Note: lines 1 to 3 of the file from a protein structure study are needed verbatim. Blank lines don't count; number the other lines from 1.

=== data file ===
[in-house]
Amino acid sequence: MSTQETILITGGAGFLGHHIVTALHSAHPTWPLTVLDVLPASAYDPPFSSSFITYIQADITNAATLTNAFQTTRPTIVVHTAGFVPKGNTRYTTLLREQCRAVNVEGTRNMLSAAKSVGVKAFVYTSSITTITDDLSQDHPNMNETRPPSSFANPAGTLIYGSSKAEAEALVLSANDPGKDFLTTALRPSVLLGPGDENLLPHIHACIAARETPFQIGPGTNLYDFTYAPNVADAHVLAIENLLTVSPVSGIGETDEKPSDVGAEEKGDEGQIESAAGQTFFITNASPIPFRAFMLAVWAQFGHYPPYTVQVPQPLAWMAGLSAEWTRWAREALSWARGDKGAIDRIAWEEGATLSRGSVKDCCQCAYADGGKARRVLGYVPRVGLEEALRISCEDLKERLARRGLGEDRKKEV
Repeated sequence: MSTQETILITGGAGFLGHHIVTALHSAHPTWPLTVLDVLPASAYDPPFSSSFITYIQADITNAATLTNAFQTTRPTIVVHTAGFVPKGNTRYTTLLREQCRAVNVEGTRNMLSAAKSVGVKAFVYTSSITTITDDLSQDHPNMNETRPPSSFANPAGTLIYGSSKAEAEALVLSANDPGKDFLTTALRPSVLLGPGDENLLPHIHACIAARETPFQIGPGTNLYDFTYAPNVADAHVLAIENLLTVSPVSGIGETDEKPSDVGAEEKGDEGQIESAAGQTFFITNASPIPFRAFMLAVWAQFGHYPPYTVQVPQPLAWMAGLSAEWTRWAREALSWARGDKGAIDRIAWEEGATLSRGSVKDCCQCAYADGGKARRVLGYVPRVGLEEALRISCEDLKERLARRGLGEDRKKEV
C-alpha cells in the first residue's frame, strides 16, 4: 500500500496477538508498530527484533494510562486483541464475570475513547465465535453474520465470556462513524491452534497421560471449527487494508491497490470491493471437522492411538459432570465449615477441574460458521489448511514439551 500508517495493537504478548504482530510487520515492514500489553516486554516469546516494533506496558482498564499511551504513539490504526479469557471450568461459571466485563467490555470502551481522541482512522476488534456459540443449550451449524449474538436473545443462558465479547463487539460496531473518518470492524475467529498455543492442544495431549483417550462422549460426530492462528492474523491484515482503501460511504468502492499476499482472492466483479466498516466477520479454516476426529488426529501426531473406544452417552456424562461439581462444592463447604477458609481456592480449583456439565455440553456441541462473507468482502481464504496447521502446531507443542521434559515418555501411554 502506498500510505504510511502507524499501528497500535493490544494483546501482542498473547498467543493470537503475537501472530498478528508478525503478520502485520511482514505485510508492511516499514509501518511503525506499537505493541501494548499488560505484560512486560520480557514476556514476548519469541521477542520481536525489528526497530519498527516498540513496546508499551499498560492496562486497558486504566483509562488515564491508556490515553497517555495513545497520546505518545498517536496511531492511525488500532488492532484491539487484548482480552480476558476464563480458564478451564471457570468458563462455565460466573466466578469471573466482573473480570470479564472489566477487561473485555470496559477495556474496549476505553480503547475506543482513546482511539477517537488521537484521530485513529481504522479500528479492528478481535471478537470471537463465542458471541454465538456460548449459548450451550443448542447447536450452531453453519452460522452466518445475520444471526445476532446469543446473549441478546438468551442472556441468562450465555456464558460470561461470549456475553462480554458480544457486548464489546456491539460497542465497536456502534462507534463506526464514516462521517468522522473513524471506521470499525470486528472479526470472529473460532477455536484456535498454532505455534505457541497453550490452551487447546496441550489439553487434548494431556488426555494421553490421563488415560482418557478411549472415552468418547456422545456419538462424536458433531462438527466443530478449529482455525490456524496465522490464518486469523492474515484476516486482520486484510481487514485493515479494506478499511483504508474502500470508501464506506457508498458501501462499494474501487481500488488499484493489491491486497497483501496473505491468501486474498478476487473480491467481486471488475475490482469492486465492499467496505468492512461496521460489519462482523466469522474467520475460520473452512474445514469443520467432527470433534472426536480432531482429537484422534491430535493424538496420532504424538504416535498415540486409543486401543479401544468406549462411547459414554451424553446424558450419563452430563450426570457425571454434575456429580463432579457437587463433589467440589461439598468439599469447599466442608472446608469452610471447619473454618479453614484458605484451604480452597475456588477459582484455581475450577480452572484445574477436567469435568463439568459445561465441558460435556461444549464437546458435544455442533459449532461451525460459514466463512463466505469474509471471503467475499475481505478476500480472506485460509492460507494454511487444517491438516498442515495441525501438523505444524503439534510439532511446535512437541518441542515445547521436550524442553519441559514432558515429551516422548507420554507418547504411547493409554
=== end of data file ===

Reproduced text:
[in-house]
Amino acid sequence: MSTQETILITGGAGFLGHHIVTALHSAHPTWPLTVLDVLPASAYDPPFSSSFITYIQADITNAATLTNAFQTTRPTIVVHTAGFVPKGNTRYTTLLREQCRAVNVEGTRNMLSAAKSVGVKAFVYTSSITTITDDLSQDHPNMNETRPPSSFANPAGTLIYGSSKAEAEALVLSANDPGKDFLTTALRPSVLLGPGDENLLPHIHACIAARETPFQIGPGTNLYDFTYAPNVADAHVLAIENLLTVSPVSGIGETDEKPSDVGAEEKGDEGQIESAAGQTFFITNASPIPFRAFMLAVWAQFGHYPPYTVQVPQPLAWMAGLSAEWTRWAREALSWARGDKGAIDRIAWEEGATLSRGSVKDCCQCAYADGGKARRVLGYVPRVGLEEALRISCEDLKERLARRGLGEDRKKEV
Repeated sequence: MSTQETILITGGAGFLGHHIVTALHSAHPTWPLTVLDVLPASAYDPPFSSSFITYIQADITNAATLTNAFQTTRPTIVVHTAGFVPKGNTRYTTLLREQCRAVNVEGTRNMLSAAKSVGVKAFVYTSSITTITDDLSQDHPNMNETRPPSSFANPAGTLIYGSSKAEAEALVLSANDPGKDFLTTALRPSVLLGPGDENLLPHIHACIAARETPFQIGPGTNLYDFTYAPNVADAHVLAIENLLTVSPVSGIGETDEKPSDVGAEEKGDEGQIESAAGQTFFITNASPIPFRAFMLAVWAQFGHYPPYTVQVPQPLAWMAGLSAEWTRWAREALSWARGDKGAIDRIAWEEGATLSRGSVKDCCQCAYADGGKARRVLGYVPRVGLEEALRISCEDLKERLARRGLGEDRKKEV